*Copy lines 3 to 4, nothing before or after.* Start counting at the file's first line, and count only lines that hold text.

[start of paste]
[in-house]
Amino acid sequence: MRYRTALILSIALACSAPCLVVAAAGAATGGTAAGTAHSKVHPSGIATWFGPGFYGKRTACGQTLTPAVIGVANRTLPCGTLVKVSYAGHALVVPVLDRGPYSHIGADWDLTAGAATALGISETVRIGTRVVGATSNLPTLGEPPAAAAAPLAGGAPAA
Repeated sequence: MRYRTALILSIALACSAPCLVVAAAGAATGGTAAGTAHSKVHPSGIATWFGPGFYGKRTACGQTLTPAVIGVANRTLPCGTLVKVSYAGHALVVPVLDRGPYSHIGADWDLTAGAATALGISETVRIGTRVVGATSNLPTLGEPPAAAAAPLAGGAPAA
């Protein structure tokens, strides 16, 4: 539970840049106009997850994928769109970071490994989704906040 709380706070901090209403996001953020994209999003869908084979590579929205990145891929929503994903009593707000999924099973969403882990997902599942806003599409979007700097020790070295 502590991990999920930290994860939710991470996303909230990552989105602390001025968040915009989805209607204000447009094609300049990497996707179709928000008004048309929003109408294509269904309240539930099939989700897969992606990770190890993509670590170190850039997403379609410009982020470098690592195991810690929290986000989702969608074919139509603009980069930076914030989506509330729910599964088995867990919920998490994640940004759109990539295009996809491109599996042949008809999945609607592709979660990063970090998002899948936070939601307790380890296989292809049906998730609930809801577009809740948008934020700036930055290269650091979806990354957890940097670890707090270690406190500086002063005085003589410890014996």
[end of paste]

Repeated sequence: MRYRTALILSIALACSAPCLVVAAAGAATGGTAAGTAHSKVHPSGIATWFGPGFYGKRTACGQTLTPAVIGVANRTLPCGTLVKVSYAGHALVVPVLDRGPYSHIGADWDLTAGAATALGISETVRIGTRVVGATSNLPTLGEPPAAAAAPLAGGAPAA
């Protein structure tokens, strides 16, 4: 539970840049106009997850994928769109970071490994989704906040 709380706070901090209403996001953020994209999003869908084979590579929205990145891929929503994903009593707000999924099973969403882990997902599942806003599409979007700097020790070295 502590991990999920930290994860939710991470996303909230990552989105602390001025968040915009989805209607204000447009094609300049990497996707179709928000008004048309929003109408294509269904309240539930099939989700897969992606990770190890993509670590170190850039997403379609410009982020470098690592195991810690929290986000989702969608074919139509603009980069930076914030989506509330729910599964088995867990919920998490994640940004759109990539295009996809491109599996042949008809999945609607592709979660990063970090998002899948936070939601307790380890296989292809049906998730609930809801577009809740948008934020700036930055290269650091979806990354957890940097670890707090270690406190500086002063005085003589410890014996």